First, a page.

Stevenson III, Adlan E.
October 1974
Foreign Affairs;Oct74, Vol. 53 Issue 1, p64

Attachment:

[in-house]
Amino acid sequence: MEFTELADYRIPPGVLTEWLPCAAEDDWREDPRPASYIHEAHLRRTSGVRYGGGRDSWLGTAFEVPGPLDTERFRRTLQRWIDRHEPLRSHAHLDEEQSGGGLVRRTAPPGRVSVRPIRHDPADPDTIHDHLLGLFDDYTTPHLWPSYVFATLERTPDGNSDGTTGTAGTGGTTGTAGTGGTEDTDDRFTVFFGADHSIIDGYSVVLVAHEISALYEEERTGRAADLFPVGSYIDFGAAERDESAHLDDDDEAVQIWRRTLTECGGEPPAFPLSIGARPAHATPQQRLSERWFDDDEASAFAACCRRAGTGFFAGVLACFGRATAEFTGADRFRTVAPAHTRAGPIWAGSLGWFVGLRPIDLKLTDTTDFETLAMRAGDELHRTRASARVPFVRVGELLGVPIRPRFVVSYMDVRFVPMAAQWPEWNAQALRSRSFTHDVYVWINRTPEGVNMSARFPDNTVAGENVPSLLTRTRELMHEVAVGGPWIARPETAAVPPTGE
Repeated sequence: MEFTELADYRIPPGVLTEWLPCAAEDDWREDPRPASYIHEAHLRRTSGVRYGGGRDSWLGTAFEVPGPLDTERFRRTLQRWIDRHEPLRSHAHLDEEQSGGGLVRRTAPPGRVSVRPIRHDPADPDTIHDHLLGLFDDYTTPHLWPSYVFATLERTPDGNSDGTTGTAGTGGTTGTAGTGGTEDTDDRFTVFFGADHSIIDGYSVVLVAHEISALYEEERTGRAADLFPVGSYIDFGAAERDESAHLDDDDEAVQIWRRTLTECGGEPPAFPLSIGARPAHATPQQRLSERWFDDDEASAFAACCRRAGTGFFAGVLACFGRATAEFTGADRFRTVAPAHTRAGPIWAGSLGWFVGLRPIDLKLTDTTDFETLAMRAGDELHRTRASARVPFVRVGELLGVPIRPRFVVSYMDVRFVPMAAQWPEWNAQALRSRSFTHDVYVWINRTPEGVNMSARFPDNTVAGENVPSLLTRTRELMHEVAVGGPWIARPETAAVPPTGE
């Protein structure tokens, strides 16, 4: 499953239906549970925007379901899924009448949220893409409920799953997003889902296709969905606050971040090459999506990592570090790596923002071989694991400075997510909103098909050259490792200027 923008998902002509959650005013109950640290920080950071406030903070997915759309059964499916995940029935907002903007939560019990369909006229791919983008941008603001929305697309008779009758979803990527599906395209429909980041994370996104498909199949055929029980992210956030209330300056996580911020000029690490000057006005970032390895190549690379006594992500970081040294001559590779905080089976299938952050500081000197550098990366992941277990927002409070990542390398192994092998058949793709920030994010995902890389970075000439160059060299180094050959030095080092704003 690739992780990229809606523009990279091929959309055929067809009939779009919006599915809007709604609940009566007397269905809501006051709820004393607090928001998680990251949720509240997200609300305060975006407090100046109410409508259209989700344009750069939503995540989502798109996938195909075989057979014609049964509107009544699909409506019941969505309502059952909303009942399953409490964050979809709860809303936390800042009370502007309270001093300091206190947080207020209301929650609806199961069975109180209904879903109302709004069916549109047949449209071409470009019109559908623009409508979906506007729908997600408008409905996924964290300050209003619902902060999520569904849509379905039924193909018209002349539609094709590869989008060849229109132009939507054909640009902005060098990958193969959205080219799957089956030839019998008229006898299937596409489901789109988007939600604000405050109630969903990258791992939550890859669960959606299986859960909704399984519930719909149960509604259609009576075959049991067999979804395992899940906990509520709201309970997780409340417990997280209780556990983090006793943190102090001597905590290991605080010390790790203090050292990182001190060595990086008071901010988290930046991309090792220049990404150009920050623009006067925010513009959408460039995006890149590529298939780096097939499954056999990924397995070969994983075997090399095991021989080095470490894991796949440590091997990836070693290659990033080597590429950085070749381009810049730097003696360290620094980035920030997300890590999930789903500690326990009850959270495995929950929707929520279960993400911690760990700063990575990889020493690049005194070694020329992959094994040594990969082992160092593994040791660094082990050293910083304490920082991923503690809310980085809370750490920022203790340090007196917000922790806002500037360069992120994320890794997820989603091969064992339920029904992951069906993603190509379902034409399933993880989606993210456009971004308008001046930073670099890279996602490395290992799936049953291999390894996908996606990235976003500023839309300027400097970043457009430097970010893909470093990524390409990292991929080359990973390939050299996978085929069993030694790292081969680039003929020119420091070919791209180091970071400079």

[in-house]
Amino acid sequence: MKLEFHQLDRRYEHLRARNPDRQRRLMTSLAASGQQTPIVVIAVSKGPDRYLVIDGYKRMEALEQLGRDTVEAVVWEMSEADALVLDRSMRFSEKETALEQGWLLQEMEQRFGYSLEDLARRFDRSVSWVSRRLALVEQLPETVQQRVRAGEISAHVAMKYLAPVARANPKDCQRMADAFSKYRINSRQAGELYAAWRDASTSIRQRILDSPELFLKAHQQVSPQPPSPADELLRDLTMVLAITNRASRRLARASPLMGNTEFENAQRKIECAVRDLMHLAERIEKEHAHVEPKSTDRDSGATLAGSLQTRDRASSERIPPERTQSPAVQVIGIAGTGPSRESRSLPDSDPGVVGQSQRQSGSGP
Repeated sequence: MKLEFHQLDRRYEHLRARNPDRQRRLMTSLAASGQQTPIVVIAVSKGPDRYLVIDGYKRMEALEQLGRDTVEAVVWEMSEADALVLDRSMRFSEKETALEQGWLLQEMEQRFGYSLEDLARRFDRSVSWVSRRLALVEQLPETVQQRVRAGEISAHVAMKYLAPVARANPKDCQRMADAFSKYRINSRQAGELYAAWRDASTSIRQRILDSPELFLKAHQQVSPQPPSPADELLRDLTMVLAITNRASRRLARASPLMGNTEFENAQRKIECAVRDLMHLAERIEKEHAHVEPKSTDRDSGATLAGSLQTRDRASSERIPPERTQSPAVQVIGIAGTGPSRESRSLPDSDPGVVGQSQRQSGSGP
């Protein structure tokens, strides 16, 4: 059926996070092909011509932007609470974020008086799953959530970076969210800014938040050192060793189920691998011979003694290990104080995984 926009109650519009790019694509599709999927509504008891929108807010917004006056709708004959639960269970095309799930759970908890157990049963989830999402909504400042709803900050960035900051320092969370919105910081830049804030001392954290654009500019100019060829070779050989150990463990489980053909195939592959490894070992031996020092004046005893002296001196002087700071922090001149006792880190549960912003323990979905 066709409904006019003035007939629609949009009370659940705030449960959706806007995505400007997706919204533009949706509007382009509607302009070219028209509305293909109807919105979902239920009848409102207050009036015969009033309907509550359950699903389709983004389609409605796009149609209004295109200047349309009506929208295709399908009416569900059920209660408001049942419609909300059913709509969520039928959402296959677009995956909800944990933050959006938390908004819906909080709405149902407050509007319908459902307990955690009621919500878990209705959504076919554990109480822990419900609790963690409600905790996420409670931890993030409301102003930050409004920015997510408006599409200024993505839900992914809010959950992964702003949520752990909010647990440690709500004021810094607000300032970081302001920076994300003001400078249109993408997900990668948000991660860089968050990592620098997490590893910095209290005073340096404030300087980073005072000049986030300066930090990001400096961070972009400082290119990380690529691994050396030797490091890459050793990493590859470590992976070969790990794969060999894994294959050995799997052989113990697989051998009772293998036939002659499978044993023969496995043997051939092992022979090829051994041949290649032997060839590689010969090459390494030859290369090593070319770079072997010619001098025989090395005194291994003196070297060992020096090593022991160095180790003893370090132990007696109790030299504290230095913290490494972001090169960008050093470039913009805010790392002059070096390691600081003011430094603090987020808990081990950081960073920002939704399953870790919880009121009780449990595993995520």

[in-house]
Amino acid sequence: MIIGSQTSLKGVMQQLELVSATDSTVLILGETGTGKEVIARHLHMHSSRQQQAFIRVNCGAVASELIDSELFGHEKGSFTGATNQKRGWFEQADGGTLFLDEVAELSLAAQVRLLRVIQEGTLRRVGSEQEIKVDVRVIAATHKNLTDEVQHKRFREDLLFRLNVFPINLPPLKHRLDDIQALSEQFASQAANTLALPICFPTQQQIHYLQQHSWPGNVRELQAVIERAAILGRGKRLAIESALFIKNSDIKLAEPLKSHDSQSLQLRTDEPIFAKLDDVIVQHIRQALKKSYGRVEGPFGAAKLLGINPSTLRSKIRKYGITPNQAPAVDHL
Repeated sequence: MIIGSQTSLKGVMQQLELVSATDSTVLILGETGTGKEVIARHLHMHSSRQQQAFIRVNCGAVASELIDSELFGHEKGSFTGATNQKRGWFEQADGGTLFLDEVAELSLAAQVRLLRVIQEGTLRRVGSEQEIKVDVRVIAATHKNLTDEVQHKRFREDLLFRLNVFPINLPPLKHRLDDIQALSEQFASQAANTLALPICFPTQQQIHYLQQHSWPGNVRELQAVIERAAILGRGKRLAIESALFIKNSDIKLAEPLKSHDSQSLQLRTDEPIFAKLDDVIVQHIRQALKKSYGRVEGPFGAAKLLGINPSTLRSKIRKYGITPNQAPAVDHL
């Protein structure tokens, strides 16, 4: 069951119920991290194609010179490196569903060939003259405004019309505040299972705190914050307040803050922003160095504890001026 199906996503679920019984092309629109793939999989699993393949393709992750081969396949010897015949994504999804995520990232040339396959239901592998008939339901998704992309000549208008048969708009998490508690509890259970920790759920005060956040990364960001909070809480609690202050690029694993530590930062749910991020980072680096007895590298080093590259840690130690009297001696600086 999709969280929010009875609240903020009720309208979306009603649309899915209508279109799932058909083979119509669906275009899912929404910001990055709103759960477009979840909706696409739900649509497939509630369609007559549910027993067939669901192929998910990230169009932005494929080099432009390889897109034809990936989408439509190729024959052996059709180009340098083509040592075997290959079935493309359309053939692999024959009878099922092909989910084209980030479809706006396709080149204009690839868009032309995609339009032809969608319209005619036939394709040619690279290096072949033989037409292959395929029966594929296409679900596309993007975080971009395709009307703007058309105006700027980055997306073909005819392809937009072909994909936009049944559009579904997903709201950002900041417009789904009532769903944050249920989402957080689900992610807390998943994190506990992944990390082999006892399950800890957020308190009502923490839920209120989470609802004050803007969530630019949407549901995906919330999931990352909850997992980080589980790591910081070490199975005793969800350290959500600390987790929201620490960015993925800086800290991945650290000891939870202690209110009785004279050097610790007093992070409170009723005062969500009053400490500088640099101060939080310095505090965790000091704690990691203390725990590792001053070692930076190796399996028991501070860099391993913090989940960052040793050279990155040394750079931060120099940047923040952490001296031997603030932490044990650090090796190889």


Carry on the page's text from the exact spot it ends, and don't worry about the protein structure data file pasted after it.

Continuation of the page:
This article discusses the presence of nuclear reactors in many countries and its dangerous impact on world peace. In 1954 the United States began, innocently enough, to share its nuclear resources with the world. Since the start of the Atoms for Peace program it has supplied nuclear technology and materials to 29 countries in an effort to extend the benefits of peaceful atomic power to all mankind. All told today, over 500 nuclear reactors are in operation in 45 countries. The implications for world peace and stability are momentous. Atoms intended for peace can also be used for war. A nation with a functioning nuclear reactor and a reprocessing facility can produce plutonium for the manufacture of explosive devices. Small reprocessing plants for weapons-grade plutonium can be built fairly quickly, at moderate expense, and are difficult to detect. The weapons technology is readily available, and once plutonium is acquired, nuclear arms can be fabricated with relative ease. The nuclear club, which recently counted only the United States, the Soviet Union, Great Britain, France and China among its members, is already losing its exclusivity. The recent Indian explosion, despite its "peaceful" label, has set its doors ajar.


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